The Ergonomics of Driving
Low back pain is a common complaint when driving long distances but it’s not the only complaint. Neck, leg and arm discomfort can also happen if you’re not positioned properly and taking regular breaks. Here are some positioning tips that should help prevent the discomfort of a long drive.
Make sure the seat you’re sitting in is supportive. The seat back should be wide and high enough to support your shoulders and your headrest should be positioned behind your head.
Your seat should be positioned so that your legs are supported as well. If your seat is too far forward your thighs will be up off the seat and if you’re too far forward you’ll have to stretch to reach the pedals.
Lumbar support is also important on a long drive. The low back muscles can become fatigued if the lumbar region is unsupported causing low back pain. If the car you’re driving doesn’t have good lumbar support you can get a back rest with lumbar support or roll up a towel/T-shirt and tuck it behind your lower back.
The seat belt should be adjusted so that it is going over your shoulder. It should not rub on your neck and you should never tuck it under your arm.
Distance from the steering wheel is another important positioning consideration. You should be close enough that your arms are slightly bent at the elbow.
Many things in a car are adjustable such as the seat, steering wheel positioning and seatbelt height. Take the time to make the adjustments before you leave and remember to take breaks about every two hours to have a good stretch and reduce fatigue.
If you are using a back pack for hiking feel free to bring it in and Dr. Rodwin can ensure you have the straps set-up properly to place less stress on the neck, shoulders, middle and lower back.
Important Tip: Many patients when placing their right foot on the gas pedal will turn their foot/leg/hip outwards to reach the gas pedal. This then causes foot, knee, hip, and lower back problems to arise. Please just bring your leg over the put the foot on the gas pedal sideways and not ROTATING!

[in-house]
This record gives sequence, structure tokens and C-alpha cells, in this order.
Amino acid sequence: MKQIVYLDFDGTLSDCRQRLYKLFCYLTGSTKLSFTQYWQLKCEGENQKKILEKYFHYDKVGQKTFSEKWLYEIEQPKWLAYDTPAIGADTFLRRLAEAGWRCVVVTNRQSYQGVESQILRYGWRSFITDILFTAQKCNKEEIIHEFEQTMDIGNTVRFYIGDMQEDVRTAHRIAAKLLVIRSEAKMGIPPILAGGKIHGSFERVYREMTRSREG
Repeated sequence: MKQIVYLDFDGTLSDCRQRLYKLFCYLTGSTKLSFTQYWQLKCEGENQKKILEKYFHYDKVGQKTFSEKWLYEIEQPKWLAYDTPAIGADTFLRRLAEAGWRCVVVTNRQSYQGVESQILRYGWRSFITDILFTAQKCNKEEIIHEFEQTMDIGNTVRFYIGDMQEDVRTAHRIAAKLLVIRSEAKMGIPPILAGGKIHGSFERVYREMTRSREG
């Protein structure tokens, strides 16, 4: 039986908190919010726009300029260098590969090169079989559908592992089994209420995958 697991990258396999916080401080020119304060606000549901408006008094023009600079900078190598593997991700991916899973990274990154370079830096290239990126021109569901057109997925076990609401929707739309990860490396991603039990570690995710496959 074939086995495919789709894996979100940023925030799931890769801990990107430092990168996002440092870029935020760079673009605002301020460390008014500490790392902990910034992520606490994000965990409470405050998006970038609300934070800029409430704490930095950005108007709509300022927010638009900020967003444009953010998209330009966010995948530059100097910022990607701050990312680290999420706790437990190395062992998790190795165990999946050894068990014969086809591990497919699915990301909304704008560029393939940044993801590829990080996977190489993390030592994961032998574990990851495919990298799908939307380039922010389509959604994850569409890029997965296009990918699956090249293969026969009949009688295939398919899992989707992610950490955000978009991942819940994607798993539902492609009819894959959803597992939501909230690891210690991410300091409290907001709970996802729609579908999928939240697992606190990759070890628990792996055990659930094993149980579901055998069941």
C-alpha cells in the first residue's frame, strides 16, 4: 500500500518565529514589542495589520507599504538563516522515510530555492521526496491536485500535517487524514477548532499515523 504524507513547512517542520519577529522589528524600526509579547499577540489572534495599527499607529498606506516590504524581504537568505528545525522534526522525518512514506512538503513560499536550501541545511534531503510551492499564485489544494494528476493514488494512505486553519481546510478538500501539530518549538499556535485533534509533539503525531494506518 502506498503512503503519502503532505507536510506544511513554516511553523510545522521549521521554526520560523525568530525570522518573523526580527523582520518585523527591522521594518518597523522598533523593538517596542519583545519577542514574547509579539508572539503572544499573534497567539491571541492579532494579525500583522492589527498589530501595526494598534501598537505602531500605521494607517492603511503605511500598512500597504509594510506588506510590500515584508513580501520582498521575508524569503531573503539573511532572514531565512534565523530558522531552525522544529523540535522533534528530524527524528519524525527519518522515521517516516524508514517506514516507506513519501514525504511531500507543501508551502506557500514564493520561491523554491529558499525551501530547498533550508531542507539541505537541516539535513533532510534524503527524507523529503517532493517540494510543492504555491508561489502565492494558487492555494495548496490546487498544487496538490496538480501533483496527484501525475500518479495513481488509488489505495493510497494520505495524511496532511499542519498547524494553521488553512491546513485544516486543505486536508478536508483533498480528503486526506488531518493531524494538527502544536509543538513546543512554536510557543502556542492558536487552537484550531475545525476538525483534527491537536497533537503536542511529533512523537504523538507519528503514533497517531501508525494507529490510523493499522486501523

DO NOT reach into the back seat of the car or over to the passenger seat to get your bag, aid children, etc. This causes injuries to the neck, shoulders, and upper back.
Many things in a car are adjustable such as the seat, steering wheel positioning and seatbelt height. Take the time to make the adjustments before you leave and remember to take breaks about every two hours in order to have a good stretch and to reduce fatigue.
Take the time to make sure you’re comfortable from the moment you set off on your trip. The smallest irritant in the beginning of your trip can turn into raging pain later. Don’t have your wallet, cell phone, or anything else in your back pocket, as that may throw your spine out of alignment.
Get out and move around
Your spine is designed to move. Sitting in one position in a car will stiffen up your back muscles and can lead to achiness and possibly muscle spasm. If possible, plan ahead for to schedule stops—ideally every 2 hours—and get out of the car so you can move around and stretch. Movement stimulates blood circulation, which brings nutrients and oxygen to your lower back.
In between exercise stops, try to move a little in your seat. Even 10 seconds of movement and stretching is better than sitting still. At a minimum adjust your seat and change your position slightly every 15 to 20 minutes. Pump your ankles to keep the blood flowing and provide a slight stretch in your hamstring muscles. Any movement that is safe to do in the car will help you out.
If you are the driver and have cruise in the vehicle you are driving, place the vehicle on cruise and move your legs around.
Bring along a cold pack
If you have back pain, it may be a good idea to bring an ice pack or cold pack along in the car with you. Most back pain is accompanied by inflammation. Applying a cold pack can reduce the inflammation and numb sore tissues. Please remember to always use a towel or another protective barrier to avoid ice burn.
Here are some options:
• Bring a cooler in the car with you and keep reusable ice packs in it, or make your own ice pack and bring it along
• Use ice cubes in a Ziploc bag, double the bags up to avoid the water leaking on you.
• Use Biofreeze: This is a product we sell at the clinic to aid in icing. You can roll it on, spray it on or rub it on. Ask Dr. Barbara Rodwin for a free sample pack to try!
Sleeping in the car
It’s important to support your head and neck while sleeping in the car. Ideally, using a travel pillow, the type that contours around your neck, would be best. Otherwise, rolling up a towel or article of clothing and placing it behind your neck will offer added support.
Carrying luggage can cause back, shoulder and neck pain. There are some things you can do to decrease the risk of injury.